Brexit: Dinner leaks, Twitter spats and a plea for certainty | News | DW | 23.10.2017
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Brexit: Dinner leaks, Twitter spats and a plea for certainty

As aides and reporters battled on Twitter over leaks from a Brexit dinner between UK Prime Minister Theresa May and the EU's Jean-Claude Juncker, British business lobbies called on their government to provide clarity.

The European Commission on Monday denied an account of a Brussels dinner last week during which May and Juncker discussed Brexit negotiations.

Juncker's head of cabinet, German lawyer Martin Selmayr, took to Twitter to deny the leaking of the details which were published in Germany's Frankfurt Allgemeine (FAZ) newspaper.

According to the FAZ, May was "begging for help" from Juncker, who described her to colleagues as being anxious, despondent and discouraged.

Read more: Brexit diary 11: Brexit body language

"It's an attempt to frame the EU side and to undermine talks," Selmayr said of the leaked report controversy.

Selmayr was responding to an allegation from May's former chief-of-staff, Nick Timothy, also via Twitter, that he was behind the leak.  

European Commission spokesman Margaritis Schinas repeated the denial.

"We have lots of work and no time for gossip," he said.

He declined to say who might wish the Commission ill but added that Juncker would "never have said something like this."

Earlier this year similar reports concerning a Downing Street dinner emerged in the same German newspaper.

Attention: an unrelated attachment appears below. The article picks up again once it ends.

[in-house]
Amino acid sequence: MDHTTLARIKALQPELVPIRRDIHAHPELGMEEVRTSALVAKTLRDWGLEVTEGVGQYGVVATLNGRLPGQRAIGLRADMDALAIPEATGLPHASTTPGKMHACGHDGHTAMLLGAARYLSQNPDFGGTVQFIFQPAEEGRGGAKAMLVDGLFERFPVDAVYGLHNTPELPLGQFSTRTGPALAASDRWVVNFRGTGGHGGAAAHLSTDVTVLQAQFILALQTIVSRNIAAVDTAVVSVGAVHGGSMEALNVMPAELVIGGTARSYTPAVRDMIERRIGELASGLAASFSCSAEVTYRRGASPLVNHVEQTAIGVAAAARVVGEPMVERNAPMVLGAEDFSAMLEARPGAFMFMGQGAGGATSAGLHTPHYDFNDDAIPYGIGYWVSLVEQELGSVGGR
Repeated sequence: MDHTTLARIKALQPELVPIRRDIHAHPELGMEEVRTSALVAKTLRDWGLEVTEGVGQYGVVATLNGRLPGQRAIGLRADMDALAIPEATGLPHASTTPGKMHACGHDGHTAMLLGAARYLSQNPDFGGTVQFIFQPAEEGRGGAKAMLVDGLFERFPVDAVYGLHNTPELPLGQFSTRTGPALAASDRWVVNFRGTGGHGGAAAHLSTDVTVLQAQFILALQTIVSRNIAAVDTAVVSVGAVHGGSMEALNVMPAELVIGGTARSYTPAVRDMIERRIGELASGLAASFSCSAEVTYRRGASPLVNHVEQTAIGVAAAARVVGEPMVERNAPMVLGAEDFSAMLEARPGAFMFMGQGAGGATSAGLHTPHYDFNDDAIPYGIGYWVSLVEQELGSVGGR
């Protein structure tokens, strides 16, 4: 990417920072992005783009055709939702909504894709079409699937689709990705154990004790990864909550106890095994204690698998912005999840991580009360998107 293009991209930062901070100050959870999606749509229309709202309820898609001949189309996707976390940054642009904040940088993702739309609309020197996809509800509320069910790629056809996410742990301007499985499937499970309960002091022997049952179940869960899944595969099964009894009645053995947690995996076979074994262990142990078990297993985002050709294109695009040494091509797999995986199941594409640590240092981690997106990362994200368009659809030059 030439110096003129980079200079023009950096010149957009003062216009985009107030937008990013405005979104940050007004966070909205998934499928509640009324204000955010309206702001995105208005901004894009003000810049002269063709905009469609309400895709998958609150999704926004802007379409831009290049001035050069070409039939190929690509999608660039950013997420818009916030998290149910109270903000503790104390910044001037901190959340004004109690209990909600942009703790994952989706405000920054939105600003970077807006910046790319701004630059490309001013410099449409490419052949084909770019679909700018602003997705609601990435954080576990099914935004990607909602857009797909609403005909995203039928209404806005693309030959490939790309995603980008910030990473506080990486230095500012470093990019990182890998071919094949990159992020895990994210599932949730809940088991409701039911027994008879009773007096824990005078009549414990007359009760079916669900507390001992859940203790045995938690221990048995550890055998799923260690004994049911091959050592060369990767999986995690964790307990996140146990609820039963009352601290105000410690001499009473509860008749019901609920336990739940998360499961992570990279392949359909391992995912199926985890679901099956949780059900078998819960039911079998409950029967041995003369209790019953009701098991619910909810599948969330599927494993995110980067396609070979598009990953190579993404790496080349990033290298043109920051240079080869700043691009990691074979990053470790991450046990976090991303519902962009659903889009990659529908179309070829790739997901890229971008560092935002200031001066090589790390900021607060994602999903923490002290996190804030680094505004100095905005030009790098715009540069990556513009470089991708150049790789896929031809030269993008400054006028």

Slow progress on Brexit talks has stoked fears the UK could leave the EU in March 2019 without a deal in place.
 

EU leaders agreed on Friday to include the bloc's future relationship with Britain in negotiations among themselves over the coming months.

Businesses: We have to plan

As officials bickered via social media, UK business leaders were preparing to call for reassurance.

In a draft letter to Brexit Secretary David Davis, five leading business groups called for the economic relationship between Britain and the bloc to be "as close as possible to the status quo" during a two-year transition period for the country's move out of the EU.

Read more: Brexit: What's the 'no deal' fallout for the UK and EU?

"Agreement (on a transition) is needed as soon as possible, as companies are preparing to make serious decisions at the start of 2018, which will have consequences for jobs and investment in the UK," said the letter from the Confederation of British Industry, the British Chambers of Commerce, manufacturing trade body EEF, the Institute of Directors and the Federation of Small Businesses.

se/kms (Reuters, AFP, AP, dpa)

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